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BASEBALL PLAYOFFS : AMERICAN: Detroit vs. Minnesota : Notebook : Now, It's Blyleven's Turn to Go on Three Days' Rest

October 12, 1987|MIKE PENNER | Times Staff Writer

DETROIT — Pitching Frank Viola on three days' rest was less than a rousing success--he allowed 5 hits, 4 walks and 3 runs in 5-plus innings--but Minnesota Manager Tom Kelly will try it again today in Game 5 with Bert Blyleven.

Blyleven, who pitched 7 innings during a 6-3 Twins' victory in Game 2, will be working on three days' rest for the fourth time this season. Blyleven is 2-0 in such starts, including an 8-1 victory over Kansas City on Sept. 27 that clinched a tie for the American League West championship.

"Bert is better on three days' rest than Frank," Kelly said. "He's stronger, he's older. He has a little more experience pitching in that situation."

Blyleven began his big league career in 1970, when four-man starting rotations were the norm. Now, at 36, he says he'd rather work with four days' rest, but he did volunteer to pitch that Sept. 27 game against the Royals, because of the importance it held for the Twins.

"I'd prefer four, but it's that time of year," Blyleven said. "You can't worry about it now."

And now, Blyleven is in a position to clinch Minnesota's first American League pennant since 1965. His Detroit opponent will be Doyle Alexander, the losing pitcher in Game 1.

If Detroit forces a sixth game Wednesday, Kelly will be forced to decide between rookie Les Straker and 42-year-old Joe Niekro as his starting pitcher. As of Sunday, Kelly was still mulling over his options.

Straker started Game 3 but was finished after 2 innings. He walked four, balked once and was charged with five runs in the third inning.

"He might have been a little nervous," Kelly noted. "He walked four guys. He usually doesn't walk that many people."

Niekro, however, isn't much of an alternative. Overall, he finished the regular season with a 7-13 record and an earned-run average of 5.33. With the Twins, he was 4-9, 6.26--never really the same after injuring his right shoulder in a July 16 brawl with Milwaukee.

Niekro hasn't pitched since Oct. 4, the regular-season finale, when he couldn't get out the second inning of an eventual 10-1 loss to Kansas City. Niekro was charged with the Royals' first six runs.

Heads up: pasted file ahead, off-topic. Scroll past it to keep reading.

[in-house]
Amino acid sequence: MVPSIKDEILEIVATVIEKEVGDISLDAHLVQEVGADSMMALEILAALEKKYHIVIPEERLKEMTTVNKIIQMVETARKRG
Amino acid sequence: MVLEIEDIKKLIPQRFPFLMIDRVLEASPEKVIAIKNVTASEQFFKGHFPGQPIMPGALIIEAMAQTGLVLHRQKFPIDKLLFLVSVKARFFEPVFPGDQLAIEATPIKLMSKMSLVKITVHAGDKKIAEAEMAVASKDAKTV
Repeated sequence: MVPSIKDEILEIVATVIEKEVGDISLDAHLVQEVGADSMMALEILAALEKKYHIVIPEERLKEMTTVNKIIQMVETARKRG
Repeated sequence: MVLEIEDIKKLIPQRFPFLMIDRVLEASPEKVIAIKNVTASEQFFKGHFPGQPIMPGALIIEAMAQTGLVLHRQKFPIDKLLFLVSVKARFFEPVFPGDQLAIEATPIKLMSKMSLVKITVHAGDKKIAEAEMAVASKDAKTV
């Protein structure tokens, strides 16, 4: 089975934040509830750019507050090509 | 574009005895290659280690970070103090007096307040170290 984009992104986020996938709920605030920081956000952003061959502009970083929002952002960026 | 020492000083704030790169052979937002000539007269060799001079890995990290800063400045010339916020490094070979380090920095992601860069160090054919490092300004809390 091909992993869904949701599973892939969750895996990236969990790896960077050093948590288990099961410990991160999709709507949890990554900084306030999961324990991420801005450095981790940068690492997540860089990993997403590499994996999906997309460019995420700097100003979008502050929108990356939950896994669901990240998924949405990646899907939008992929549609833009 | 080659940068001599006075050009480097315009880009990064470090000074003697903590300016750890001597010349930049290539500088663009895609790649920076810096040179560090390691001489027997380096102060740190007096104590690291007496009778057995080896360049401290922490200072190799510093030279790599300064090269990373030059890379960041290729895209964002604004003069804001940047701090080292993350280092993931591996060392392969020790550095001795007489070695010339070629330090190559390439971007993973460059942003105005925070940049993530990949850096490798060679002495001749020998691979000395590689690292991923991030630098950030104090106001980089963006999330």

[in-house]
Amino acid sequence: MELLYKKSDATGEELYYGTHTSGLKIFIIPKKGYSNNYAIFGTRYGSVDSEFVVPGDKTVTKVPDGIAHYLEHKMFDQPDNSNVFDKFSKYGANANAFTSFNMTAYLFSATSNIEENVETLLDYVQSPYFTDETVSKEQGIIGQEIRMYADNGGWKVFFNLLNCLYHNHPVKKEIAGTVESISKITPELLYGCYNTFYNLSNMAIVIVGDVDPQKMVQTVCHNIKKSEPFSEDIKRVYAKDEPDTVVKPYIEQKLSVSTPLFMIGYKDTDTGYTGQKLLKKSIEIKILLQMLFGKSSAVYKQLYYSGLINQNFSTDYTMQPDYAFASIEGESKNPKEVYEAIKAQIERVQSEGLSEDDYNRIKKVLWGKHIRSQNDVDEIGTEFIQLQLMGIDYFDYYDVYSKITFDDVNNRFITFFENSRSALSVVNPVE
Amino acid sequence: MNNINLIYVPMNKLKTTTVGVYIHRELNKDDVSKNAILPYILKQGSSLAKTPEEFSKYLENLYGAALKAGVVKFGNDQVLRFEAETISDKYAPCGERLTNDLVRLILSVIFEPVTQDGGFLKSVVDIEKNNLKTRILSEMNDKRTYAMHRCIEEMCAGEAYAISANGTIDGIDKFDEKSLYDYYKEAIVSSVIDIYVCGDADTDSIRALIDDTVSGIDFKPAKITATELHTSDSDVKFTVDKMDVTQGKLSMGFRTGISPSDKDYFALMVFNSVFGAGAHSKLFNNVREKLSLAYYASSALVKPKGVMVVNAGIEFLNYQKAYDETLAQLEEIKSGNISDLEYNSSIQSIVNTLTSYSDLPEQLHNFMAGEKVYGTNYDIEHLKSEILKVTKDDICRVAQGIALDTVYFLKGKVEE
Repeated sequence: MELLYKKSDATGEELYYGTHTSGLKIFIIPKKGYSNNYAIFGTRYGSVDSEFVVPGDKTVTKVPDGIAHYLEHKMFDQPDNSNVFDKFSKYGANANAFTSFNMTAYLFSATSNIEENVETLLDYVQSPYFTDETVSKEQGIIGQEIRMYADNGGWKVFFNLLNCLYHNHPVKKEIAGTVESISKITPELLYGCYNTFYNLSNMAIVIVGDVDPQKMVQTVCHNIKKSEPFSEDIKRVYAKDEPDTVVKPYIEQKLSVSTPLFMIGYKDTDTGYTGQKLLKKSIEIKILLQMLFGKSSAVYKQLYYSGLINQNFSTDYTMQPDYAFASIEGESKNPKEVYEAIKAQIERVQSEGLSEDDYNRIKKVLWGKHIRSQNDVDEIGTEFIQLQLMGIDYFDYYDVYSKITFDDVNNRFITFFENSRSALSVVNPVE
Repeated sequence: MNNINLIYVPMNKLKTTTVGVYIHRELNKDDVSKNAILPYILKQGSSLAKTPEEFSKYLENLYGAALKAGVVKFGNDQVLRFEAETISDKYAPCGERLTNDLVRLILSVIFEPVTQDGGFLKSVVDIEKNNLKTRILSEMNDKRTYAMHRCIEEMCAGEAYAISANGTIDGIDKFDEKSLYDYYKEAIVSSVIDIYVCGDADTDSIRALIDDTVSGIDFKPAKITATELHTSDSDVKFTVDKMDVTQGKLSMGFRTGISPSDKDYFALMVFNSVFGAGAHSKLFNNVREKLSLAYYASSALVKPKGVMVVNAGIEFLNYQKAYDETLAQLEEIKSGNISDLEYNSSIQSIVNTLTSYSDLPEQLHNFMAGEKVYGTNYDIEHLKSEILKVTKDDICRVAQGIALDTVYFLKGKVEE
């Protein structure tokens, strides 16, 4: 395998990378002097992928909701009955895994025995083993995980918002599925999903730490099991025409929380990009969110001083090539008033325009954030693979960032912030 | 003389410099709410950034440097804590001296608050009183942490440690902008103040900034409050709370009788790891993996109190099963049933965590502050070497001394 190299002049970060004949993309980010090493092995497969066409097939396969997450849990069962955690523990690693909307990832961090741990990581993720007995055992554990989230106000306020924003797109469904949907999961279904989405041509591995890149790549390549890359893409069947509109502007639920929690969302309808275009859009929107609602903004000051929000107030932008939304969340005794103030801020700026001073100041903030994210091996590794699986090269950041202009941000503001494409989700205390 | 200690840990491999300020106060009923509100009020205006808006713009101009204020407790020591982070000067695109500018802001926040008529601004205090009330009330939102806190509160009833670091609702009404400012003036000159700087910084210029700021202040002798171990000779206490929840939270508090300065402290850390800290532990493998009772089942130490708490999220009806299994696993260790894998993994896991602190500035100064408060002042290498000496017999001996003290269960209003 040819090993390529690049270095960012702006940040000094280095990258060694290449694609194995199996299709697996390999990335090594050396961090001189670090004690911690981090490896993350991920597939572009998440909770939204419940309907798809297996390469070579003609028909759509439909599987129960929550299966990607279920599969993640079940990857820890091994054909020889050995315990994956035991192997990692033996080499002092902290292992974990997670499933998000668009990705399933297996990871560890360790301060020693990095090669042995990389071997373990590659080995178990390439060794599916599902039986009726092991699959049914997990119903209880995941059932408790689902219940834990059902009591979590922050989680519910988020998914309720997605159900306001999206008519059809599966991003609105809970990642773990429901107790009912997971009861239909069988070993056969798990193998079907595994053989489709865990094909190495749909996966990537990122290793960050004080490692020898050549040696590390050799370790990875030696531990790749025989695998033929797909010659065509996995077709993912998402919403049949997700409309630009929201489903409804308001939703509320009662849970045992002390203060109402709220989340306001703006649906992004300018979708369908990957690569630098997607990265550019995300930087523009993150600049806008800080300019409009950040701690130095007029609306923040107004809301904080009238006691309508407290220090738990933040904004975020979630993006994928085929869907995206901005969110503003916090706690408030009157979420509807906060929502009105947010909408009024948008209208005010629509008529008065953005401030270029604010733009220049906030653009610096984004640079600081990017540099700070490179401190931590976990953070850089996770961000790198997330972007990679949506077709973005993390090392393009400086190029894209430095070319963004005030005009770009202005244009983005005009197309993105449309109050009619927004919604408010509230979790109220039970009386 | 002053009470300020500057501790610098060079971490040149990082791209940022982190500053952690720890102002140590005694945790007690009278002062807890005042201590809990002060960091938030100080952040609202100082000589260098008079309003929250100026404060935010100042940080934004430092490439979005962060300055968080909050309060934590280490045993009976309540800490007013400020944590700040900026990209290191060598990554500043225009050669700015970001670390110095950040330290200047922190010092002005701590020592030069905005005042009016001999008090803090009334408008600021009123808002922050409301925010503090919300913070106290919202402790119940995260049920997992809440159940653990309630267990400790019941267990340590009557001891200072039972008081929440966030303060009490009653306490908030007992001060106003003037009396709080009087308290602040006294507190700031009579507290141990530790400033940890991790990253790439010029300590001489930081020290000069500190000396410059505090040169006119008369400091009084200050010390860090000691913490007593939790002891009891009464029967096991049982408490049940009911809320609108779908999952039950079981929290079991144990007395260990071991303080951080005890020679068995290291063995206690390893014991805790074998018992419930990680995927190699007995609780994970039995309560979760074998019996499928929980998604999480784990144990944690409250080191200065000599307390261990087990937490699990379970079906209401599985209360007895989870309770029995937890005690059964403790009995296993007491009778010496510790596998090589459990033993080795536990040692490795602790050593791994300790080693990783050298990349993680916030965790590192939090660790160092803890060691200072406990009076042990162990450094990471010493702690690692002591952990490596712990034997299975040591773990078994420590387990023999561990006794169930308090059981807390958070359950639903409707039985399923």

"He got 'em out in the first inning, but he didn't get anyone out in the second inning," Kelly said.

So why would Kelly even consider trotting Niekro out for a possible start in Game 6?

"He has a lot of experience," Kelly said. "And, I think his knuckleball moves more, inside (the Metrodome)."

Discarded: A good idea got out of hand, so to speak, when the Detroit News printed and gave out orange-and-blue "Go Get 'Em Tigers" placards to fans attending Game 3. This was the News' answer to the Homer Hankies distributed by the Minneapolis Star Tribune before Games 1 and 2 in Minnesota, but Twins fans only twirled the hankies--they didn't throw them.

After Pat Sheridan hit his eighth-inning home run Saturday, Tiger fans littered the field with hundreds of the cards, so many that play had to be interrupted for five minutes while members of the grounds crew cleaned up the outfield.

Sunday, the Tigers asked the News to can the cards, citing "potential danger" to players, and the newspaper obliged.

The "Go Get 'Em Tigers" card is now a collector's item.

Detroit starter Frank Tanana set an playoff record by hitting three batters with pitches in the same game. He got Twins' leadoff batter Dan Gladden twice and Don Baylor once.

Actually, Gladden believed Tanana hit him twice. When Tanana brushed Gladden back with the game's first pitch, Gladden began jogging to first base. When home plate umpire Al Clark called him back, Gladden snapped his head around and pointed to his left shoulder--showing where the ball allegedly grazed him.

Clark didn't buy it and brought Gladden back to the plate. No matter. On the very next pitch, Tanana plunked him and Gladden was officially awarded first base.

With a second-inning single, Baylor extended his ALCS hitting streak to 12 games. Pete Rose holds the LCS record by hitting safely in 15 straight games.

It has been a good series for pinch-hitters. Including the hits by Larkin, Dave Bergman and John Grubb, pinch-hitters for both clubs have combined to go 6-for-9 with 6 RBIs in the first four games.

Before his pinch-double Sunday night, Minnesota's Gene Larkin was best known for his baseball career at Columbia University, where Larkin batted .450 as a senior and broke all of Lou Gehrig's school records.

What did Larkin think about stepping into the national spotlight in Game 4?

"Hopefully, that hit will take away some of the publicity away from Columbia's football team," he said.

Columbia, of course, set an NCAA Division 1-A record Saturday with its 35th consecutive football defeat.

Detroit center fielder Chet Lemon abruptly ended an interview with a group of writers by the batting cage Sunday night when a reporter noticed he was wearing a pair of Minnesota Twins stirrup socks with the distinctive red "M" on the side.

"Oh, man, don't tell nobody," Lemon moaned, running off. "That's all I need is a phone call from (Tigers President) Mr. (Jim) Campbell."

The Associated Press also contributed to this story.

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